During the celebration, various groups will reenact the events that took place on the Brisbane River. Performers will come from Boigu, Saibai, Dauan and Erub Island. They’ll perform traditional dances of their respective islands.
During the celebration, residents can also participate in free cultural workshops. These workshops will include:
• Coconut husking
• Kulap making
The celebration will also include an interactive traditional village experience.
Furthermore, the Queensland Museum will host an exhibition. The exhibition is called Island Futures.
The exhibit will start on 25 June. There, visitors can view Torres Strait Island artefacts.
Gathering and participating in these and other events has significant meaning for Anglicans. It’s also important for the wider southern Queensland community.
The day represents a unique opportunity to learn about the Torres Strait Island culture. It’s also a day to share expressions of faith.
Participation in the Coming of the Light is an opportunity to build understanding and respect for Torres Strait Island peoples. It also helps to further reconciliation between the Aboriginal, Torres Strait Islander and non-indigenous peoples.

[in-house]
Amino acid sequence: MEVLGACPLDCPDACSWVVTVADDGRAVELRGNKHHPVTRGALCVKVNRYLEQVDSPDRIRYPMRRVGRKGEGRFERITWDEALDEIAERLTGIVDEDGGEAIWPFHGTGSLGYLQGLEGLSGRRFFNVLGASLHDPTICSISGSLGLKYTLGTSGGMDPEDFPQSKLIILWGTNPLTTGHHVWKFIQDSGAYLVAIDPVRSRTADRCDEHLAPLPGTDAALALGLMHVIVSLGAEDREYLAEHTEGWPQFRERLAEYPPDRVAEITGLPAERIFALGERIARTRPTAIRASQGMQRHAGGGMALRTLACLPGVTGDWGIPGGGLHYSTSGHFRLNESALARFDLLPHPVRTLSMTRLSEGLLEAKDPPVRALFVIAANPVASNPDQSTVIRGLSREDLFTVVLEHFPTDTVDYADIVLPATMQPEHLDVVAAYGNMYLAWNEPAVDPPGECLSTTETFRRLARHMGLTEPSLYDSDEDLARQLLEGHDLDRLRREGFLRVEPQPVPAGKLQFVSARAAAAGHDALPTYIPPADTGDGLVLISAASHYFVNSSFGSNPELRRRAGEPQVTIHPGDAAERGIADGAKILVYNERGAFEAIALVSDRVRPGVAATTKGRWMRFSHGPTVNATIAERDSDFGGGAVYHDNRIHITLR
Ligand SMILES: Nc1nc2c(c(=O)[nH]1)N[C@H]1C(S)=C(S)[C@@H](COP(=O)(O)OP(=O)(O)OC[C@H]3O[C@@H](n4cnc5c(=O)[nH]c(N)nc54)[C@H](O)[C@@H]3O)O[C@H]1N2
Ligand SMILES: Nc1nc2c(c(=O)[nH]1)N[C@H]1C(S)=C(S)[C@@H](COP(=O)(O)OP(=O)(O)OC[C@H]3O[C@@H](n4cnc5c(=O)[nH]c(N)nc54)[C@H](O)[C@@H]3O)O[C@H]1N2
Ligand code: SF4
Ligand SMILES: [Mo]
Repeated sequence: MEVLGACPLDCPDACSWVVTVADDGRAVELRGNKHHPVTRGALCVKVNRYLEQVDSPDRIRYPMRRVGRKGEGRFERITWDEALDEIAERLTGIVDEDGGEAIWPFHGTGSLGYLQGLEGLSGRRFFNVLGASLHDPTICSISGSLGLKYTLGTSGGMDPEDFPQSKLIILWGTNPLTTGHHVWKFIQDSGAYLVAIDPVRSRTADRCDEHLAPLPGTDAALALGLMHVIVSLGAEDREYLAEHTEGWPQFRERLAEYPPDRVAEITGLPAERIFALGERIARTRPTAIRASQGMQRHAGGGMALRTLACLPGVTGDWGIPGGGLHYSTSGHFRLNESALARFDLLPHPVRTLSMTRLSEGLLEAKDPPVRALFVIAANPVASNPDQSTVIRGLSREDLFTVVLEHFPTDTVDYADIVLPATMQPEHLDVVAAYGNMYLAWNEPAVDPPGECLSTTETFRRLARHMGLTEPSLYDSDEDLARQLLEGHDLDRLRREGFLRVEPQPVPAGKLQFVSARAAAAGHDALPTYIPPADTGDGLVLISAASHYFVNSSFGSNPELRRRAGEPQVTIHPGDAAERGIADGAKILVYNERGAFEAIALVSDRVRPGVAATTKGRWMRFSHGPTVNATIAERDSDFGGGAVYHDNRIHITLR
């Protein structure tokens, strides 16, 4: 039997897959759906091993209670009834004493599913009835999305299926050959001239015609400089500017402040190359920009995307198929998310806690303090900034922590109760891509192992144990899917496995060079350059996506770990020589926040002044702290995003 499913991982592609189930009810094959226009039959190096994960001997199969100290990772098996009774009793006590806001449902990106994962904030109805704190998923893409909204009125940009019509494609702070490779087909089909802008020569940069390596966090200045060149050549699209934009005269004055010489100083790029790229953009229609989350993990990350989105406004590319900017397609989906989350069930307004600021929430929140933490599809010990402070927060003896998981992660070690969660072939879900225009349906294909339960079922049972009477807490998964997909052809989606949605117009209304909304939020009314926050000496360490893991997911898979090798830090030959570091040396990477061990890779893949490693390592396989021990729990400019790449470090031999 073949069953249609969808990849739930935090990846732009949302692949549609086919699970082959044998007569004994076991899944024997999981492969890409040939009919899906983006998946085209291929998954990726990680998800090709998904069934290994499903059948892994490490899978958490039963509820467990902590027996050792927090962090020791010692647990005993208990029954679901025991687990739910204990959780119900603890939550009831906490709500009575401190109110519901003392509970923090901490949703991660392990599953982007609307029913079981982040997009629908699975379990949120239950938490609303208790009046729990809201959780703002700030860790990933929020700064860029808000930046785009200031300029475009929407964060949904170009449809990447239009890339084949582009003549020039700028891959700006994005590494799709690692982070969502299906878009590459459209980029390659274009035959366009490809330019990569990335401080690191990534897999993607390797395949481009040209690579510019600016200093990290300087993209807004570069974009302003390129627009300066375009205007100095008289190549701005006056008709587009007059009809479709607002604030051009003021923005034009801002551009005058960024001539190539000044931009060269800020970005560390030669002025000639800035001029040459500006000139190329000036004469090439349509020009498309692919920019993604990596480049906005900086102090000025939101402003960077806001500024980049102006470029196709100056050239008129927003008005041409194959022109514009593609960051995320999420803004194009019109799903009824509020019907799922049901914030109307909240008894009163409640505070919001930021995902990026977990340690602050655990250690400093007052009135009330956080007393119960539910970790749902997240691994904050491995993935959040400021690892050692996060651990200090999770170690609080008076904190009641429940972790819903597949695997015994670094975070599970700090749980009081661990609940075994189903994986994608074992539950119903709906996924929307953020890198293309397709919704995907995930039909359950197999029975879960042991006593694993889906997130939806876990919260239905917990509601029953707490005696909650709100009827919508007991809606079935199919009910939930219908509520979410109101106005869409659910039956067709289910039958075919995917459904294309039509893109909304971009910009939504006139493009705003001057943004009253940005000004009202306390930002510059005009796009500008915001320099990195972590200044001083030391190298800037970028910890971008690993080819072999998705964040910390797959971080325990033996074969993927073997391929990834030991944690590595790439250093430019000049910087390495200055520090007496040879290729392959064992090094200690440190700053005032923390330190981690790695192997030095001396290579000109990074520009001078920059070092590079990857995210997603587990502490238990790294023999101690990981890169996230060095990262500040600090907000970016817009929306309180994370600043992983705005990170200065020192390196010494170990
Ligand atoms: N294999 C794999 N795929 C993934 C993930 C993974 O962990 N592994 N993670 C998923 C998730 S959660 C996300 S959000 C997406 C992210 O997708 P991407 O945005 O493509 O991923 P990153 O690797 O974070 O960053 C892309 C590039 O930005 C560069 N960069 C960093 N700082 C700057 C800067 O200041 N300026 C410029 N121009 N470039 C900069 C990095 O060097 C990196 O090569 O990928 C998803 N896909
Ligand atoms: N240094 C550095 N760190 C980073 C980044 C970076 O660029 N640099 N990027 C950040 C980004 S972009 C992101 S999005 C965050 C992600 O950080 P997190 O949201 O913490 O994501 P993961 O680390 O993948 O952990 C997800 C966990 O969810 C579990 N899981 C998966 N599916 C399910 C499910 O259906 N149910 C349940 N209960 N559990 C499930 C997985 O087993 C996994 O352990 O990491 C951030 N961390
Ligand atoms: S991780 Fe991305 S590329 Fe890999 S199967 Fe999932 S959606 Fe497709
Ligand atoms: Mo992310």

The Coming of the Light is a significant time to honour and respect culture and history.
The Coming of the light celebration has a significant meaning. However, it’s also a day of joy.
Many participants look forward to the dancing. Still, the Coming of the Light Celebration in Australia is not just about celebrating, but also supporting people the community and its beliefs.
Supporting the Australian Muslim Community
The Coming of the Light Celebration is an important and meaningful day for Torres Strait Islanders. Across the country, they’ll gather to celebrate their cultural heritage. They’ll also share stories, dance and sing together in celebration of this special occasion.
The Torres Strait Islanders are proud people who have maintained their culture and traditions despite the many changes that have occurred in Australia. They celebrate with joy on this special day, knowing they can remain strong.
Celebrating our past can help us understand who we are today.